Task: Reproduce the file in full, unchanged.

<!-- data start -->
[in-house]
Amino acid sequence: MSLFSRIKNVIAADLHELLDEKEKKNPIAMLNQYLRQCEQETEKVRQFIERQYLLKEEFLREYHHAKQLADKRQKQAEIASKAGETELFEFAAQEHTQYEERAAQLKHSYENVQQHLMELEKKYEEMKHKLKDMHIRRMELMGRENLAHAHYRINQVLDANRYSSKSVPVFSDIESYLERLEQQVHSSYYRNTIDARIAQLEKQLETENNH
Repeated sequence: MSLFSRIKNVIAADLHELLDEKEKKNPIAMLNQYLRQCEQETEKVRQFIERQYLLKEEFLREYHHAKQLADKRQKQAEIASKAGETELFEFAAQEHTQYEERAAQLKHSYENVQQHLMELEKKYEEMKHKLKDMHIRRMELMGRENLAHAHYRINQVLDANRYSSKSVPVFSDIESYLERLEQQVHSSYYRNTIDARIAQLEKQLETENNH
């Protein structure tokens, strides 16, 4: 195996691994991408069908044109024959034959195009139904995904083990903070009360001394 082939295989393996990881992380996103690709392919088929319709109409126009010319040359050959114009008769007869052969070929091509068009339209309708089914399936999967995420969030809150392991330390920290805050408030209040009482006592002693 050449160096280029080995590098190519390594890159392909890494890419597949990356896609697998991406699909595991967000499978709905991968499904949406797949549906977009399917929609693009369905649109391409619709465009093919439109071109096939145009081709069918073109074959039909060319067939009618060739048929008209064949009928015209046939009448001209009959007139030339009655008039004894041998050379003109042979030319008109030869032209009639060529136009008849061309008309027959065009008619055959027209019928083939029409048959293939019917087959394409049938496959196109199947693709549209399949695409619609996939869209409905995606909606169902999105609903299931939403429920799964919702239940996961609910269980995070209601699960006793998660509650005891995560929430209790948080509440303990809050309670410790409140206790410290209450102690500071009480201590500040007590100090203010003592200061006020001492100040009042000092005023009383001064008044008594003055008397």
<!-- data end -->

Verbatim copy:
[in-house]
Amino acid sequence: MSLFSRIKNVIAADLHELLDEKEKKNPIAMLNQYLRQCEQETEKVRQFIERQYLLKEEFLREYHHAKQLADKRQKQAEIASKAGETELFEFAAQEHTQYEERAAQLKHSYENVQQHLMELEKKYEEMKHKLKDMHIRRMELMGRENLAHAHYRINQVLDANRYSSKSVPVFSDIESYLERLEQQVHSSYYRNTIDARIAQLEKQLETENNH
Repeated sequence: MSLFSRIKNVIAADLHELLDEKEKKNPIAMLNQYLRQCEQETEKVRQFIERQYLLKEEFLREYHHAKQLADKRQKQAEIASKAGETELFEFAAQEHTQYEERAAQLKHSYENVQQHLMELEKKYEEMKHKLKDMHIRRMELMGRENLAHAHYRINQVLDANRYSSKSVPVFSDIESYLERLEQQVHSSYYRNTIDARIAQLEKQLETENNH
């Protein structure tokens, strides 16, 4: 195996691994991408069908044109024959034959195009139904995904083990903070009360001394 082939295989393996990881992380996103690709392919088929319709109409126009010319040359050959114009008769007869052969070929091509068009339209309708089914399936999967995420969030809150392991330390920290805050408030209040009482006592002693 050449160096280029080995590098190519390594890159392909890494890419597949990356896609697998991406699909595991967000499978709905991968499904949406797949549906977009399917929609693009369905649109391409619709465009093919439109071109096939145009081709069918073109074959039909060319067939009618060739048929008209064949009928015209046939009448001209009959007139030339009655008039004894041998050379003109042979030319008109030869032209009639060529136009008849061309008309027959065009008619055959027209019928083939029409048959293939019917087959394409049938496959196109199947693709549209399949695409619609996939869209409905995606909606169902999105609903299931939403429920799964919702239940996961609910269980995070209601699960006793998660509650005891995560929430209790948080509440303990809050309670410790409140206790410290209450102690500071009480201590500040007590100090203010003592200061006020001492100040009042000092005023009383001064008044008594003055008397």